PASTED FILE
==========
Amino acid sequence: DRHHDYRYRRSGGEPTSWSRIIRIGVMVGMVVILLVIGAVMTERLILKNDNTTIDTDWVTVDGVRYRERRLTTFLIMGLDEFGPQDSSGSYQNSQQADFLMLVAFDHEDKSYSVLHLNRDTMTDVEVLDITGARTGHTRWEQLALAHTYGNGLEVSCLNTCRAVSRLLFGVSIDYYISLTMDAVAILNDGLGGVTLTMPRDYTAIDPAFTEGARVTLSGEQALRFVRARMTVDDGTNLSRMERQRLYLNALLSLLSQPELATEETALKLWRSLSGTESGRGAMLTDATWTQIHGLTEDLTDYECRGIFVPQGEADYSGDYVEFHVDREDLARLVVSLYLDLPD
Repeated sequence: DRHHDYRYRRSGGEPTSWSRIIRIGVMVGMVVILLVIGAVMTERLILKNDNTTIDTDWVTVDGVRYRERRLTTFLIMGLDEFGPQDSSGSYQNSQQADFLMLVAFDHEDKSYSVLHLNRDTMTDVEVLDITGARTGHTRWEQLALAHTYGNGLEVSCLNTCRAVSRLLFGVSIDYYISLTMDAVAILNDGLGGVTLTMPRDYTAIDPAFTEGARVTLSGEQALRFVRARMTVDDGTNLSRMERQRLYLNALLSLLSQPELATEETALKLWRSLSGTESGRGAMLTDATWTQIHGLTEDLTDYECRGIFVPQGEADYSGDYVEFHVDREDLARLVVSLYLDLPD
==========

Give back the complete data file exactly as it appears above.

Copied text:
Amino acid sequence: DRHHDYRYRRSGGEPTSWSRIIRIGVMVGMVVILLVIGAVMTERLILKNDNTTIDTDWVTVDGVRYRERRLTTFLIMGLDEFGPQDSSGSYQNSQQADFLMLVAFDHEDKSYSVLHLNRDTMTDVEVLDITGARTGHTRWEQLALAHTYGNGLEVSCLNTCRAVSRLLFGVSIDYYISLTMDAVAILNDGLGGVTLTMPRDYTAIDPAFTEGARVTLSGEQALRFVRARMTVDDGTNLSRMERQRLYLNALLSLLSQPELATEETALKLWRSLSGTESGRGAMLTDATWTQIHGLTEDLTDYECRGIFVPQGEADYSGDYVEFHVDREDLARLVVSLYLDLPD
Repeated sequence: DRHHDYRYRRSGGEPTSWSRIIRIGVMVGMVVILLVIGAVMTERLILKNDNTTIDTDWVTVDGVRYRERRLTTFLIMGLDEFGPQDSSGSYQNSQQADFLMLVAFDHEDKSYSVLHLNRDTMTDVEVLDITGARTGHTRWEQLALAHTYGNGLEVSCLNTCRAVSRLLFGVSIDYYISLTMDAVAILNDGLGGVTLTMPRDYTAIDPAFTEGARVTLSGEQALRFVRARMTVDDGTNLSRMERQRLYLNALLSLLSQPELATEETALKLWRSLSGTESGRGAMLTDATWTQIHGLTEDLTDYECRGIFVPQGEADYSGDYVEFHVDREDLARLVVSLYLDLPD